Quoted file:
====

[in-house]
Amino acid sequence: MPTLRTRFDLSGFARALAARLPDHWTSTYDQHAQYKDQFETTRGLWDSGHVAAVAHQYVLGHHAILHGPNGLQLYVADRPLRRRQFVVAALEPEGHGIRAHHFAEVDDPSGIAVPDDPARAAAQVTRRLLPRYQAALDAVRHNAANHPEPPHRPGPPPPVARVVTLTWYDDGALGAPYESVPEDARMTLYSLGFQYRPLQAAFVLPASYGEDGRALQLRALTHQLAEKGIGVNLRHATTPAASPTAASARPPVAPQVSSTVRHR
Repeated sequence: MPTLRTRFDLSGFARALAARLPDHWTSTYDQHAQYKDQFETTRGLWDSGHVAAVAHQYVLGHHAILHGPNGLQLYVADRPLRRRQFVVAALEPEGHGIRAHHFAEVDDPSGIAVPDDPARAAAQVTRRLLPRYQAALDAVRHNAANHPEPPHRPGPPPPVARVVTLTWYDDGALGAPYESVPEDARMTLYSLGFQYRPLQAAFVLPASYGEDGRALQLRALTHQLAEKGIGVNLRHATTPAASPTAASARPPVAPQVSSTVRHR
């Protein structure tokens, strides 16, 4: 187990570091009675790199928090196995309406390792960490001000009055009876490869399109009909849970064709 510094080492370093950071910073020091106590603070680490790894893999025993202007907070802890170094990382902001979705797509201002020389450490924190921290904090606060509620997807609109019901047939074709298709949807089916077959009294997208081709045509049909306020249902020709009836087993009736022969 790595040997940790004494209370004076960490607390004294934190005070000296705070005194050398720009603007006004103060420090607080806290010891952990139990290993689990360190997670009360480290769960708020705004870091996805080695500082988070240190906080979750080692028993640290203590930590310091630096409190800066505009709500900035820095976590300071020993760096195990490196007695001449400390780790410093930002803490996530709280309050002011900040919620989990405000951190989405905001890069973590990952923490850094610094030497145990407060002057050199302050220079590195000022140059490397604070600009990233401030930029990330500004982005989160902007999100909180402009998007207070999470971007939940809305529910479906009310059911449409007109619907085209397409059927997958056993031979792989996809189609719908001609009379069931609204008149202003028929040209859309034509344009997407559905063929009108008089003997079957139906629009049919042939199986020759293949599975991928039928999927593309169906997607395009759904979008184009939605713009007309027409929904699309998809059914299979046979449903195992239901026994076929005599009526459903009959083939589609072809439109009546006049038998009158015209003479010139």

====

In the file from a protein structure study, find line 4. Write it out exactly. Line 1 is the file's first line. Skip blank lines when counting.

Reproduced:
């Protein structure tokens, strides 16, 4: 187990570091009675790199928090196995309406390792960490001000009055009876490869399109009909849970064709 510094080492370093950071910073020091106590603070680490790894893999025993202007907070802890170094990382902001979705797509201002020389450490924190921290904090606060509620997807609109019901047939074709298709949807089916077959009294997208081709045509049909306020249902020709009836087993009736022969 790595040997940790004494209370004076960490607390004294934190005070000296705070005194050398720009603007006004103060420090607080806290010891952990139990290993689990360190997670009360480290769960708020705004870091996805080695500082988070240190906080979750080692028993640290203590930590310091630096409190800066505009709500900035820095976590300071020993760096195990490196007695001449400390780790410093930002803490996530709280309050002011900040919620989990405000951190989405905001890069973590990952923490850094610094030497145990407060002057050199302050220079590195000022140059490397604070600009990233401030930029990330500004982005989160902007999100909180402009998007207070999470971007939940809305529910479906009310059911449409007109619907085209397409059927997958056993031979792989996809189609719908001609009379069931609204008149202003028929040209859309034509344009997407559905063929009108008089003997079957139906629009049919042939199986020759293949599975991928039928999927593309169906997607395009759904979008184009939605713009007309027409929904699309998809059914299979046979449903195992239901026994076929005599009526459903009959083939589609072809439109009546006049038998009158015209003479010139």